Subject: Re: Assming char == signed char?
To: None <tech-ports@NetBSD.ORG>
From: Christos Zoulas <>
List: tech-ports
Date: 06/19/1995 13:56:07
In article <> (Andrew Cagney) writes:
>Has the NetBSD source files ever been built on a machine where `char' is
>really `unsigned char'?  I have the feeling that it it hasn't been.  I
>ask because I've stumbled across code of the form:
>		if (tty->a_member_of_type_char == -1)
>which, if char is unsigned, is a little pointless :-) (this was in the
>kernel, exactly where is at home :-( ).


>As an aside is the correct fix:
>		(signed char)tty->a_member_of_type_char == -1

This is not a desirable fix, because it assumes that one has access to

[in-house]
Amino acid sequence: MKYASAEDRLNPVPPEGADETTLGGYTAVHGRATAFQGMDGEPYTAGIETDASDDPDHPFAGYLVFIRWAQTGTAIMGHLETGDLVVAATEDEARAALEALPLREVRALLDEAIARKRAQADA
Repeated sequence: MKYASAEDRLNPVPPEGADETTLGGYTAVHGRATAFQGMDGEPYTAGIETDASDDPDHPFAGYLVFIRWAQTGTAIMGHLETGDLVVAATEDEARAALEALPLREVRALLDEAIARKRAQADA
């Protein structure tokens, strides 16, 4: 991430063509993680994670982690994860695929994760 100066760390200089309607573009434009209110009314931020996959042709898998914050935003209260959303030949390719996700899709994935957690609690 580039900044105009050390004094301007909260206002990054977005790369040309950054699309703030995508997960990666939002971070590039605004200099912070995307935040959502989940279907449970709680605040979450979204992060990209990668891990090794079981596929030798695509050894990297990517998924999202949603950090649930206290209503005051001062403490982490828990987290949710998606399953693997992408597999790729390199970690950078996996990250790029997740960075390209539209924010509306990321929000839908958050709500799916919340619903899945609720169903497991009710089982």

an ansi compiler.

>		tty->a_member_of_type_char == (char)(-1)
>			Andrew

This is much better.

I would assume that on machines where the default character type is
unsigned, this is done because signed char operations are more expensive
than unsigned char operations. This is another reason to prefer the
second method over the first.

The real problem comes when you have code that compares:

	int x = -1;
	char y = -1;

	x == y

I guess then the only portable solution is to use ugly SIGN_EXTEND_CHAR()
macros... If you look in <sys/cdefs.h> it has something like

if !__STDC__
#define signed
#define const

So signed will become a noop.